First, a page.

It's the ASPCA's National Poison Prevention week, and I'd like to share with you one poison you might not think of being so poisonous to cats: Easter Lilies. The text below is from the ASPCA in black, and my additions are in red.
Members of the Lilium spp. are considered to be highly toxic to cats. While the poisonous component has not yet been identified, it is clear that with even ingestions of very small amounts of the plant, severe kidney damage could result.
Many types of oriental lilies are included in flower arrangements, and the Easter Lily shows up in the spring in grocery stores to tempt us with its bright white petals and fragrance. However, this is one flower that should be kept well-away from cats because of the danger to feline kidneys. Any lilies in fresh flower arrangements also can be dangerous to house pets!
Some other indoor flowers that are toxic to cats:
Members of the Rhododenron spp. contain substances known as grayantoxins, which can produce vomiting, drooling, diarrhea, weakness and depression of the central nervous system in animals. Severe azalea poisoning could ultimately lead to coma and death from cardiovascular collapse.
Another popular flowering plant that shows up in grocery stores and florists year 'round, azaleas come in many colors and are very tempting to purchase as a quick gift. Keep azaleas outside as a landscape plant. They are deer-resisitant to deer for a reason!
Cylamen species contain cyclamine, but the highest concentration of this toxic component is typically located in the root portion of the plant. If consumed, Cylamen can produce significant gastrointestinal irritation, including intense vomiting. Fatalities have also been reported in some cases.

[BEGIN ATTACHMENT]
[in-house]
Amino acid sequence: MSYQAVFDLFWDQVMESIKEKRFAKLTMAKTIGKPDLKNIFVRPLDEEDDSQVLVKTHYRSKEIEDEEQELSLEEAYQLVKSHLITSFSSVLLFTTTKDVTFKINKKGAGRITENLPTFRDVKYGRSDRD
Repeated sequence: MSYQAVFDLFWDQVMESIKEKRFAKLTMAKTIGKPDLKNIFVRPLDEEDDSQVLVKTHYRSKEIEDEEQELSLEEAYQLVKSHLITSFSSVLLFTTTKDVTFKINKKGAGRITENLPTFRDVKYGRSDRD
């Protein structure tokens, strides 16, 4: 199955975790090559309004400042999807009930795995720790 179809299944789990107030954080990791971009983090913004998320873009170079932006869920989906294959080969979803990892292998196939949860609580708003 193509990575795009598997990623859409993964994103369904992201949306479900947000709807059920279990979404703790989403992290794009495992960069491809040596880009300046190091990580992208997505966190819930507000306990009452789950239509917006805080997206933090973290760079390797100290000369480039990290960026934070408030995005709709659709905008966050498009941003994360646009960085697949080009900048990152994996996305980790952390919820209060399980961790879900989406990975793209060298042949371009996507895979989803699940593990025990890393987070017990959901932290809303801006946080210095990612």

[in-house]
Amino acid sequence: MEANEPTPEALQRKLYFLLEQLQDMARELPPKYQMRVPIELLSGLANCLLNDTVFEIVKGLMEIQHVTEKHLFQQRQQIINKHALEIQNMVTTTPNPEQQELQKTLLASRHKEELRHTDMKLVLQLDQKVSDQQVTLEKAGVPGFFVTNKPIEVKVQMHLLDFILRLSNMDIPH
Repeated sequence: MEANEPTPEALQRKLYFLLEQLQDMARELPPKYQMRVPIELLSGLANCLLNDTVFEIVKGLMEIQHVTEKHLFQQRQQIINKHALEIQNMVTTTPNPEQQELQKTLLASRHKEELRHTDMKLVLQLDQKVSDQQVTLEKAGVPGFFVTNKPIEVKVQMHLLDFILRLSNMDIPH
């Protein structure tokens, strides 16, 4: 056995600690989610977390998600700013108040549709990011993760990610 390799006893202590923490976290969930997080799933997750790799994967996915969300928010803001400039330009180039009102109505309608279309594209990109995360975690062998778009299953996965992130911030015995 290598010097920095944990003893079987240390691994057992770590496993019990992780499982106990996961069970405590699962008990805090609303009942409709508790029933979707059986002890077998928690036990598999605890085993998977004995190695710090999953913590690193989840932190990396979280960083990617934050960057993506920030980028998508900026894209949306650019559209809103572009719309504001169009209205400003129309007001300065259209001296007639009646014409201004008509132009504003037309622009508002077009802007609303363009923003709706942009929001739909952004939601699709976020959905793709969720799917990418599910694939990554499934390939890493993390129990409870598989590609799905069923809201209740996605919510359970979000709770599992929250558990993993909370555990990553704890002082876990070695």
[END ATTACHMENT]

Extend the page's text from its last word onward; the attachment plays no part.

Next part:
Who can resist this flowering house plant in the grocery store? Well, you should. Not only is it toxic, but because almost all cyclamen plants are prone to mite infestations, the plants are drenched in insecticides by the florist industry - insecticides that are treated to remain on the leaves to keep the mites off - these insecticides can rub off the leaves and make humans and pets ill if ingested, making the plants a no-no in my book.
This plant contains components that can produce gastrointestinal irritation, as well as those that are toxic to the heart, and can seriously affect cardiac rhythm and rate.
Okay, this one I did not know about until I read it on the ASPCA website. I grew up with cats and kalanchoes living in harmony, and no cat I ever had tried to chew the fleshy succulent leaves. These plants are very popular in the mass-market florist trade because their long-blooming sturdy flowers can handle transportation and have a very long shelf-life. Found year-round at almost every grocery store's florist nook, they're great houseplants, but keep them where cats cannot reach them.
Common garden plants popular around the holidays, Amaryllis species contain toxins that can cause vomiting, depression, diarrhea, abdominal pain, hypersalivation, anorexia and tremors.
My favorite blooming houseplant of all-time. The flowers usually aren't attractive to cats to eat, and neither are the floppy, strappy leaves. I have had both amaryllis and cats for years. My advice - just keep the leaves up away from cats, and provide cat grass as a more tempting alternative to nibble upon. If you don't feel like taking care of the bulb after it has bloomed, give it to a gardening friend who can cherish it.
These popular blooms are part of the Compositae family, which contain pyrethrins that may produce gastrointestinal upset, including drooling, vomiting and diarrhea, if eaten. In certain cases depression and loss of coordination may also develop if enough of any part of the plant is consumed.
The common mum. As cut flowers and seasonal potted plants, it is hard to get away from a mum. Pyrethins are used as insecticides, so best to keep mums away from nibblers!
Spathiphyllum contains calcium oxalate crystals that can cause oral irritation, excessive drooling, vomiting, difficulty in swallowing and intense burning and irritation of the mouth, lips and tongue in pets who ingest. Many years ago, Spooker chewed on some Peace Lily leaves and got blisters on her lips and gums, so I know first-hand that this common houseplant can be harmful. If you have it in your home, be aware that it has the potential to be hazardous.
A video by the ASPCA of toxic plants can be viewed by clicking here.
Keep your pets safe and happy!
~ Not The Mama